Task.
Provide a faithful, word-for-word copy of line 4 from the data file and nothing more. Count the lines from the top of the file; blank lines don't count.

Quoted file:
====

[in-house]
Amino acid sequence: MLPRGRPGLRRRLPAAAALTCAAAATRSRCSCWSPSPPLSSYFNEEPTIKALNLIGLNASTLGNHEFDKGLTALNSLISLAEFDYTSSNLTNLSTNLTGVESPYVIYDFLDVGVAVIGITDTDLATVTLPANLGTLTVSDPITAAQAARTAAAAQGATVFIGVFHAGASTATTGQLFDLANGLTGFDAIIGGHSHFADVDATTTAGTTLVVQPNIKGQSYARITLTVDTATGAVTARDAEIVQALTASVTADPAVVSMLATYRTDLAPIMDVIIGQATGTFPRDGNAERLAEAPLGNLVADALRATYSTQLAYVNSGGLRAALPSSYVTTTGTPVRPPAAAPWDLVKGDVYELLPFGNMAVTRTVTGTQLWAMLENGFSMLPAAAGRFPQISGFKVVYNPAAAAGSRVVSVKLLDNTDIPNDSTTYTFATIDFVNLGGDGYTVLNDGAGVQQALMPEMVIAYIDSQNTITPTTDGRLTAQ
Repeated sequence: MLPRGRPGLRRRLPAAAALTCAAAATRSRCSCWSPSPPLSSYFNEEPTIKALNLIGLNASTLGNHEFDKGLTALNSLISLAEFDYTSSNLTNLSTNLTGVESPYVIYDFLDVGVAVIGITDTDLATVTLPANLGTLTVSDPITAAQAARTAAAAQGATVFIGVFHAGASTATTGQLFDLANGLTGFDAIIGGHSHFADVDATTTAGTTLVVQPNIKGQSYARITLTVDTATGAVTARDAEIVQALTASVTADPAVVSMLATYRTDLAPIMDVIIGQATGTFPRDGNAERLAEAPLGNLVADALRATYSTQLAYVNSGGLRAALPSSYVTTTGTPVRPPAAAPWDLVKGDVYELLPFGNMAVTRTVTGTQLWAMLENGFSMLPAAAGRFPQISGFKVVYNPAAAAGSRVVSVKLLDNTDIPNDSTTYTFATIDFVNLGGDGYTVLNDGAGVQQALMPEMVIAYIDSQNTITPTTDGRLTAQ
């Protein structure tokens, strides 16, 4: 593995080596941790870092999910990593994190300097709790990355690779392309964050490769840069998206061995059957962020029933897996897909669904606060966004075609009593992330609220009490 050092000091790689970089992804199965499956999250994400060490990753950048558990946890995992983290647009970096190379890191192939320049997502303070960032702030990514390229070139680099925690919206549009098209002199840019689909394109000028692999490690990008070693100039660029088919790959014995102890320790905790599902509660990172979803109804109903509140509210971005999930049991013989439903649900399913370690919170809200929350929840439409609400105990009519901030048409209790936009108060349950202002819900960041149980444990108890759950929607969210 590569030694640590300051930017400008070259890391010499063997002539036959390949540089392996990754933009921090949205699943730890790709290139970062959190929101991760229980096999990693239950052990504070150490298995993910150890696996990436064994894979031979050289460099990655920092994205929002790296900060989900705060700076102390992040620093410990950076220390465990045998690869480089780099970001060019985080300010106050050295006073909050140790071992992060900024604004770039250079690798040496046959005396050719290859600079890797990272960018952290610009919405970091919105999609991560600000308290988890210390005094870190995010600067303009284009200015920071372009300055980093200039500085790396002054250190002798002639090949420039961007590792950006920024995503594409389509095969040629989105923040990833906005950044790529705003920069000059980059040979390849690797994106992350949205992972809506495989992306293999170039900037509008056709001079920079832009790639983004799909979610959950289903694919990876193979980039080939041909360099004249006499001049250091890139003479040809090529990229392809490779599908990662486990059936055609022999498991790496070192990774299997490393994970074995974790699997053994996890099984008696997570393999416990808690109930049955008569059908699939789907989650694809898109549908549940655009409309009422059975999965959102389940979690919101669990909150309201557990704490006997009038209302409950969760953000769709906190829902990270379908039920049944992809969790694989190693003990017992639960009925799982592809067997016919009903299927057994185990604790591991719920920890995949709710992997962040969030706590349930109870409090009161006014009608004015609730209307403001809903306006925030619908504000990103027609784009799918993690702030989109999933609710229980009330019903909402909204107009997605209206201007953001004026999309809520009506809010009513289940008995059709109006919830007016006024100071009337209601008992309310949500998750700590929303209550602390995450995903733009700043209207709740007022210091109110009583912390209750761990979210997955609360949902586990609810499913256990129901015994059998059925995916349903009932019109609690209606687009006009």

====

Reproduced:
């Protein structure tokens, strides 16, 4: 593995080596941790870092999910990593994190300097709790990355690779392309964050490769840069998206061995059957962020029933897996897909669904606060966004075609009593992330609220009490 050092000091790689970089992804199965499956999250994400060490990753950048558990946890995992983290647009970096190379890191192939320049997502303070960032702030990514390229070139680099925690919206549009098209002199840019689909394109000028692999490690990008070693100039660029088919790959014995102890320790905790599902509660990172979803109804109903509140509210971005999930049991013989439903649900399913370690919170809200929350929840439409609400105990009519901030048409209790936009108060349950202002819900960041149980444990108890759950929607969210 590569030694640590300051930017400008070259890391010499063997002539036959390949540089392996990754933009921090949205699943730890790709290139970062959190929101991760229980096999990693239950052990504070150490298995993910150890696996990436064994894979031979050289460099990655920092994205929002790296900060989900705060700076102390992040620093410990950076220390465990045998690869480089780099970001060019985080300010106050050295006073909050140790071992992060900024604004770039250079690798040496046959005396050719290859600079890797990272960018952290610009919405970091919105999609991560600000308290988890210390005094870190995010600067303009284009200015920071372009300055980093200039500085790396002054250190002798002639090949420039961007590792950006920024995503594409389509095969040629989105923040990833906005950044790529705003920069000059980059040979390849690797994106992350949205992972809506495989992306293999170039900037509008056709001079920079832009790639983004799909979610959950289903694919990876193979980039080939041909360099004249006499001049250091890139003479040809090529990229392809490779599908990662486990059936055609022999498991790496070192990774299997490393994970074995974790699997053994996890099984008696997570393999416990808690109930049955008569059908699939789907989650694809898109549908549940655009409309009422059975999965959102389940979690919101669990909150309201557990704490006997009038209302409950969760953000769709906190829902990270379908039920049944992809969790694989190693003990017992639960009925799982592809067997016919009903299927057994185990604790591991719920920890995949709710992997962040969030706590349930109870409090009161006014009608004015609730209307403001809903306006925030619908504000990103027609784009799918993690702030989109999933609710229980009330019903909402909204107009997605209206201007953001004026999309809520009506809010009513289940008995059709109006919830007016006024100071009337209601008992309310949500998750700590929303209550602390995450995903733009700043209207709740007022210091109110009583912390209750761990979210997955609360949902586990609810499913256990129901015994059998059925995916349903009932019109609690209606687009006009």